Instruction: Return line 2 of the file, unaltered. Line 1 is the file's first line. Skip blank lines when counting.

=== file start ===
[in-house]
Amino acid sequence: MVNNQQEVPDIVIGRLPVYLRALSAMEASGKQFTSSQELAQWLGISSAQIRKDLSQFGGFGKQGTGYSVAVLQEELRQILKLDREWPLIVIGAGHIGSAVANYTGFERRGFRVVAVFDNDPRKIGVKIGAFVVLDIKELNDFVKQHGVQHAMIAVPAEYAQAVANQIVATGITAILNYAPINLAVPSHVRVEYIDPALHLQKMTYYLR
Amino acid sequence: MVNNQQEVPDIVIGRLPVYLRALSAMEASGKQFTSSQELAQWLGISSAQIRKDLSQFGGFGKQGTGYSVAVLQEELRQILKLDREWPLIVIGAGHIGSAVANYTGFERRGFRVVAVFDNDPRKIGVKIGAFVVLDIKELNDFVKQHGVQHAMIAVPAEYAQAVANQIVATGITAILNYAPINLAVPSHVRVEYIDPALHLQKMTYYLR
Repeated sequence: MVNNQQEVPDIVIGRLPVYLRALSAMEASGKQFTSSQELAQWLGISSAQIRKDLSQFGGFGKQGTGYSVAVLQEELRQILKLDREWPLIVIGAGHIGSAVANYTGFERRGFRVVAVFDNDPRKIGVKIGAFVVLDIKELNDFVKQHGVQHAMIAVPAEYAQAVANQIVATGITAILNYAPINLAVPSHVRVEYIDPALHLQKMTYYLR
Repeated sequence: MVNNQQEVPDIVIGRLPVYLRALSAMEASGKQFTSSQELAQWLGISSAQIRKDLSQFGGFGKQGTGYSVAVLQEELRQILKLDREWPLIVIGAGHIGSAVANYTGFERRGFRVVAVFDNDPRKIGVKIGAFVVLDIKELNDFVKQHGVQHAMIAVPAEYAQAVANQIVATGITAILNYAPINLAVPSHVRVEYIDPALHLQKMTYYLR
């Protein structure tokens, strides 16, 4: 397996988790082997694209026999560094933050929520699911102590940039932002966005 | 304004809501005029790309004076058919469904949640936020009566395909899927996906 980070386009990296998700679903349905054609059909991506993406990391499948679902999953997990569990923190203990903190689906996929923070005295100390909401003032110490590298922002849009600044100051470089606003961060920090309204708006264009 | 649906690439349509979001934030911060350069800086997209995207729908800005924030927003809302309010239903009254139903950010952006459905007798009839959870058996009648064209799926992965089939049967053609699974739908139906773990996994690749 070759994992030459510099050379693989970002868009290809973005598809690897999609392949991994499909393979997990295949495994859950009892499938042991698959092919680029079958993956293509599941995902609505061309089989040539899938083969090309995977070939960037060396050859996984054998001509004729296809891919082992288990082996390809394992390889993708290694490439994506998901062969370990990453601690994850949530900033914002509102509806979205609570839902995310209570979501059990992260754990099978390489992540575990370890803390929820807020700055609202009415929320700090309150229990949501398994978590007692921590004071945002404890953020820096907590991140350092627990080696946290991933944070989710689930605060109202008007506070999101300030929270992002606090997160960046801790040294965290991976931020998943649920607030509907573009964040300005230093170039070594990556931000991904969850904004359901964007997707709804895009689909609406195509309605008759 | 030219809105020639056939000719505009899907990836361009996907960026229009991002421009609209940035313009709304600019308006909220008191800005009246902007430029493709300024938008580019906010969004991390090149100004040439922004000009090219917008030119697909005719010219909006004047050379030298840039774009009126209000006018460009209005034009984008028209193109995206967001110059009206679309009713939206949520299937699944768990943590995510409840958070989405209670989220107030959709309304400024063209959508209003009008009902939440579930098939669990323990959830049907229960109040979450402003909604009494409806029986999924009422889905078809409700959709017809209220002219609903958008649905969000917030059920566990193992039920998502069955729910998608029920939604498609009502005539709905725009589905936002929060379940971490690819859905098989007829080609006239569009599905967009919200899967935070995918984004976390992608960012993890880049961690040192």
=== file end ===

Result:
Amino acid sequence: MVNNQQEVPDIVIGRLPVYLRALSAMEASGKQFTSSQELAQWLGISSAQIRKDLSQFGGFGKQGTGYSVAVLQEELRQILKLDREWPLIVIGAGHIGSAVANYTGFERRGFRVVAVFDNDPRKIGVKIGAFVVLDIKELNDFVKQHGVQHAMIAVPAEYAQAVANQIVATGITAILNYAPINLAVPSHVRVEYIDPALHLQKMTYYLR